The best way to fight Impostor Syndrome is to DO and MAKE. When you dwell on the feeling of not being good enough or not being a “real” creator, it allows that feeling to grow. When you’re not feeling like a “real artist,” the best thing to do is to actually create something – anything! When you stop thinking and start doing, you’re immediately proving that feeling wrong. By making something, you’re refusing to let Impostor Syndrome have power over you to keep you from accomplishing your goals. Then, when those goals start small and grow incrementally, you’re setting yourself up for success. Don’t get bogged down by one big goal that you feel you need to achieve right away – take your journey step by step and you’ll find you’ve come a long way in no time.

Impostor Syndrome is something that nearly everyone experiences at some point in their lives. If you can recognize this feeling for what it is, you can set it aside and not let it keep you from trying again and creating more. Keep going!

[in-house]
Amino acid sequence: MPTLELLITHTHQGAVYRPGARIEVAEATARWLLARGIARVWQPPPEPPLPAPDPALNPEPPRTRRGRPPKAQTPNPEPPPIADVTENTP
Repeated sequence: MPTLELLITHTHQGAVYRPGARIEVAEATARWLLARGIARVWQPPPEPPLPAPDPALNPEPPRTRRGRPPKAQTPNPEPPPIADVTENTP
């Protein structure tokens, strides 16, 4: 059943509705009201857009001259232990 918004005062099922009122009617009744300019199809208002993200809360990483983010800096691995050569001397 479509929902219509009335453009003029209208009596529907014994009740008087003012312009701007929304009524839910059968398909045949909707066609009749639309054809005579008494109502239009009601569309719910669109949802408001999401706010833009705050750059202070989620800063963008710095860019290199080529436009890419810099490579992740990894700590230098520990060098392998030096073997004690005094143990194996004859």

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13 thoughts on “Fighting Impostor Syndrome”

  1. You’re bang on with the comment that if you’re creating art, you’re an artist. As soon as you put brush to canvas, pencil to paper, pen to graphics tablet, then you’re an artist. I think that it’s in creating art that we are most in touch with who we really are!

    As for comparing ourselves to others – I saw Sam Smith, the singer, on television a while back and he said something that touched a chord. When he had been feeling that his music career was going nowhere, and that his peers were succeeding, his mother said to him, “Sam, their success is not your failure”.

    As we say in Scotland – Always listen to yer ma!